Monday, 25 February 2019

Is Automation Killing Good Service?

We use automated systems and processes in many daily tasks, whether it’s setting up a subscription or payment instruction, buying a product or service, booking a plane ticket or something else.  There’s no doubt that automating many of the activities that used to be carried out by actual people has done much in terms of improving efficiency, saving money and making lives easier in general.

As many of us will have found, however, when the “system” fails, things can go badly wrong.  We can find any number of stories about how the “Customer Service/Helpdesk/Hotline” weren’t able (or, sometimes, willing) to resolve a problem.  In the case of being unwilling, training is one of the answers.  In the former (being unable), we encounter one of the downsides of automation.

When we look at the way that automation has replaced repetitive, manual tasks, we see that it has also replaced the knowledge of what actually happened to get them done. In much the same way as a child learning maths is taught the “manual way” of adding 1 + 2 to make 3, if we just give them a calculator they can still do it, but won’t understand how the process works.  

Similarly, Helpdesk/Hotline staff may not be aware of what actually happened to result in the problem facing them (although this will, hopefully, disappear as they acquire more experience).  Things break down because, as they lack the understanding of why “1 + 2 = 3”, they are usually obliged to resort to a checklist or putting customers “on hold” whilst they refer to someone else.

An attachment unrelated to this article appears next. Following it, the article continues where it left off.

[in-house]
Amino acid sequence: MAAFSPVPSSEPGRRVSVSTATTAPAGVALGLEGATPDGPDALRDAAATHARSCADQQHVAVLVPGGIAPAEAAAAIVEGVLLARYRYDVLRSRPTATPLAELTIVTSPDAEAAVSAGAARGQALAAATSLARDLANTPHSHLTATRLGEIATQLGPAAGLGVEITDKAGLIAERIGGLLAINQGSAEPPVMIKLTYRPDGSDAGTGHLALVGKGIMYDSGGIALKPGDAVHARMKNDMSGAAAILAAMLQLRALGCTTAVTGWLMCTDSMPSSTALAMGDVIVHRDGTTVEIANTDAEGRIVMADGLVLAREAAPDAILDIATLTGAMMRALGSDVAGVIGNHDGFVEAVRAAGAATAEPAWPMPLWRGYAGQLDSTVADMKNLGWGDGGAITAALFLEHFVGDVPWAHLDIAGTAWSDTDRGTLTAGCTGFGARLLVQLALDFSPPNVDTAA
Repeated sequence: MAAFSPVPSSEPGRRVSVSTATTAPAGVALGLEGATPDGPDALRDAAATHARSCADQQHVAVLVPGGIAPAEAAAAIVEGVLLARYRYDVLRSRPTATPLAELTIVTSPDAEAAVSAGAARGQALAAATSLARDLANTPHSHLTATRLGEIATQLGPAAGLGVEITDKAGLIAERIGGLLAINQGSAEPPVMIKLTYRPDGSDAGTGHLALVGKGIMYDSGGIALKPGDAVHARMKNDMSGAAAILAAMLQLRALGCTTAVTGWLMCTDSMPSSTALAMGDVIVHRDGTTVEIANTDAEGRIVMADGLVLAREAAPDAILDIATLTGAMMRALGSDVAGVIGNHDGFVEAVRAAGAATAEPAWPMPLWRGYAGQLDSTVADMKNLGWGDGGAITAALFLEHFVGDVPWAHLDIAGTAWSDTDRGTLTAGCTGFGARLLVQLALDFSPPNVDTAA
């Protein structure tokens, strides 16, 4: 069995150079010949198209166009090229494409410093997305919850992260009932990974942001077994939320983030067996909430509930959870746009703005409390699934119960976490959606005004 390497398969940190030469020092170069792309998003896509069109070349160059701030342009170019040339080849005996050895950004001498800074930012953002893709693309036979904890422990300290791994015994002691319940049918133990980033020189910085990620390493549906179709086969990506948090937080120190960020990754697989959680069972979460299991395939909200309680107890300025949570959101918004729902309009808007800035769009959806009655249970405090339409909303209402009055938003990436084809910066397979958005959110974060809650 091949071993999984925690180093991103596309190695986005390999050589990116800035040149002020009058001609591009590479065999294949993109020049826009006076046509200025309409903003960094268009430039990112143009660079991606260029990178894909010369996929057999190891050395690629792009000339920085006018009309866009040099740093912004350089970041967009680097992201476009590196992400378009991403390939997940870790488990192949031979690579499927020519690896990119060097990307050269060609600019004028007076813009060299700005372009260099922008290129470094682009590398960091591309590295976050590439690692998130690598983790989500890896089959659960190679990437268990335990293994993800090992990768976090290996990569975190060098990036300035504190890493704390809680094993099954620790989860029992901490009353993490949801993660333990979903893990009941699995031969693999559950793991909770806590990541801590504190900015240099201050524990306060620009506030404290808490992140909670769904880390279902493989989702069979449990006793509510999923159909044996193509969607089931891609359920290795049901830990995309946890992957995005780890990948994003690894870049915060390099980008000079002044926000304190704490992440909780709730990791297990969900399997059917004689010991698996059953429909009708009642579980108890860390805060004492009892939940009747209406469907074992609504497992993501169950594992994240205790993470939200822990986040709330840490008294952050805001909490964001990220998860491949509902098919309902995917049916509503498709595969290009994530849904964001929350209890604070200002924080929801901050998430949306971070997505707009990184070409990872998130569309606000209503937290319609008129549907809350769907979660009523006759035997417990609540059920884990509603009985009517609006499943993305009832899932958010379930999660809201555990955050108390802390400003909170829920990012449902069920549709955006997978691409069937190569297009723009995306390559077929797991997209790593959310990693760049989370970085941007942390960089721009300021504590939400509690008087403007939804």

Why do organisations do this?  The answer is, it’s cheaper.  An inexperienced employee is generally cheaper that an experienced one.  In one anecdote, a friend of mine commented that one of the world’s largest banks had made its experienced staff redundant (thereby losing goodness knows how many combined years of corporate experience) and replaced them with people who simply don’t have the basic knowledge.

Yes, automation helps, but if it’s viewed as a replacement for experience and knowledge, this is where we risk going wrong in our bid to save costs.  Much better to ensure that it complements experience than replaces it.

I have spent more than half my life delivering change in different world markets from the most developed to “emerging” economies. With more than 20 years in international financial services around the world running different operations and lending businesses, I started my own Consultancy to provide solutions for improving performance, productivity and risk management.  I work with individuals, small businesses, charities, quoted companies and academic institutions across the world. An international speaker, trainer, author and fund-raiser, I can be contacted by email. My websiteprovides a full picture of my portfolio of services.  For strategic questions that you should be asking yourself, follow me at @wkm610.

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